AI Safety Research
This wiki is in very early stages and is a work in progress.
This page contains all notes on AI safety research over and above what we put in our career profile. Read the profile first, here.
- 1 Profile type
- 2 What is this career path?
- 3 Personal fit
- 4 Career capital
- 5 Exploration value
- 6 Role impact
- 7 Alternatives
- 8 Past experience
- 9 Take action
- 10 Best resources
- 11 Research process
What is this career path?
Many experts believe that there’s a significant chance we’ll create superintelligence - artificially intelligent machines with abilities surpassing those of humans across the board - sometime in the next century. Massive improvements in artificial intelligence have the potential to provide huge benefits for humanity - but also have huge risks. AI safety research is a growing paradigm within the field of AI that focuses on increasing the chance that, if and when superintelligence arrives, it won’t pose a threat to humanity’s existence. AI safety research is a broad, interdisciplinary field - covering technical aspects of how to actually create safe AI systems, as well as broader strategic, ethical and policy issues (more on the different types of AI safety research below.)
There’s increasing consensus from AI experts and notable figures - including Elon Musk, Stuart Russell, Stephen Hawking, and Bill Gates - that AI may pose one of the most serious threats to humanity. But at present, there are very few researchers working explicitly on AI safety, compared to tens of thousands of computer science researchers working on making machines more powerful and autonomous. This means that an additional researcher with the right skills and motivation right now has the potential to make a huge difference. It also seems like a particularly good time to get involved, as there seems to be growing concern about and support for AI safety research - partly owing to the success of Nick Bostrom’s book Superintelligence. In particular, funding for research seems to be growing at the moment - Elon Musk recently made a $10 million grant to fund research projects on AI safety, the Open Philanthropy Project have expressed interest in it as a cause area.
We won’t argue in depth for the importance of the AI cause here, so this profile will be most relevant to people who are already convinced of the importance of this cause but aren’t sure whether they can contribute, or how to do so. If you want to find out more about the risks of artificial intelligence, we recommend reading Superintelligence and/or this popular introduction to concerns about AI.
What are the major sub-options within this path?
Different types of AI safety research
People in the field often mean different things by “AI safety research” but here are some of the key areas.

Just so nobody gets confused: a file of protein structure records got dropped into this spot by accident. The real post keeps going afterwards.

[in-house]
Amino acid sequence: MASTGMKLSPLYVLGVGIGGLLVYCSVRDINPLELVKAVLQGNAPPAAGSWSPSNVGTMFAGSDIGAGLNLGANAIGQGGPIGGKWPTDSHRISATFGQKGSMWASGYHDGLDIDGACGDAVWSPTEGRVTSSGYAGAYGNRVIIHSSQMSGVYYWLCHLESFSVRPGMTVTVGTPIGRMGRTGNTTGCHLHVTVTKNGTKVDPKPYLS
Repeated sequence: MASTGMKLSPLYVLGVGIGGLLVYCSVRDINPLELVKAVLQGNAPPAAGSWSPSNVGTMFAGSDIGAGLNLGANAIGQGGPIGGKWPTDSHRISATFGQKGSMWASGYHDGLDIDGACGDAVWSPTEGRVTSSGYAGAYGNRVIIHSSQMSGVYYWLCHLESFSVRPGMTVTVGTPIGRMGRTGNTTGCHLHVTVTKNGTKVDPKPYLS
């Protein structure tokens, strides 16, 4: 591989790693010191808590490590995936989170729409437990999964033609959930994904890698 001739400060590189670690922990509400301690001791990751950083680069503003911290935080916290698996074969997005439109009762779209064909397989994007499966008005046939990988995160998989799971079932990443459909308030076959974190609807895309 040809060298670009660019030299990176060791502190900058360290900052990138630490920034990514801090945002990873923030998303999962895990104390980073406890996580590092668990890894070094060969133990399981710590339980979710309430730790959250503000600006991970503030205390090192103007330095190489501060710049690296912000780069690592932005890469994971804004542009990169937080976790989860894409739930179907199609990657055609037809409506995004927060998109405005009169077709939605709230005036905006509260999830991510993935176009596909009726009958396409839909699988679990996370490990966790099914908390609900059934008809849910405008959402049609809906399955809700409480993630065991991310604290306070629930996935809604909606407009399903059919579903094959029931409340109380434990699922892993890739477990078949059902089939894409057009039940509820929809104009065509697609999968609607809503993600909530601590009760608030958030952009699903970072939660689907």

- Strategic research: Includes figuring out what questions other AI safety researchers should be focusing on, learning from historical precedents such as threats from nuclear and other dangerous tech, and thinking about possible policy responses. This is likely to the most accessible to someone with a less technical background, but you still need to have a decent understanding of the technical issues involved. Strategy research might be well-suited to someone with expertise in policy or economics who can also understand the technical issues.
- Superintelligence theory/Forecasting: Understanding how superintelligence might come about, what kinds of scenarios are possible, and what we should expect when superintelligence arrives. This consists largely of theoretical computer science work.
- Technical work and AI safety engineering: Asking the question, “If we were going to build an AI, how would we make it safe?”, and then figuring out how we might implement different solutions. Work here is also highly technical, involving computer science, machine learning, and some logic. For both this and superintelligence theory, some philosophical competence is also useful.
- Within technical work, it may also be useful to distinguish two further classes of work. "Class 1" technical research focuses on trying to find practical ways to implement things we already know how to do at least in principle. "Class 2" technical research focuses on trying to figure out how to do, even in principle, things we have no idea how to do - things like giving an AI goals that won't result in perverse instantiation.
Some specific questions and topics that experts have suggested might be promising to work on:
- Nick Bostrom (from conversation notes with GiveWell):
- Research outlined in MIRI’s technical research agenda
- Paul Christiano’s recent work on the structure of approval-directed agents
- Topics within mainstream computer science, including inverse reinforcement learning, studying how concepts generalize, studying how diff algorithms would behave if they were run on systems with no constraints with computing power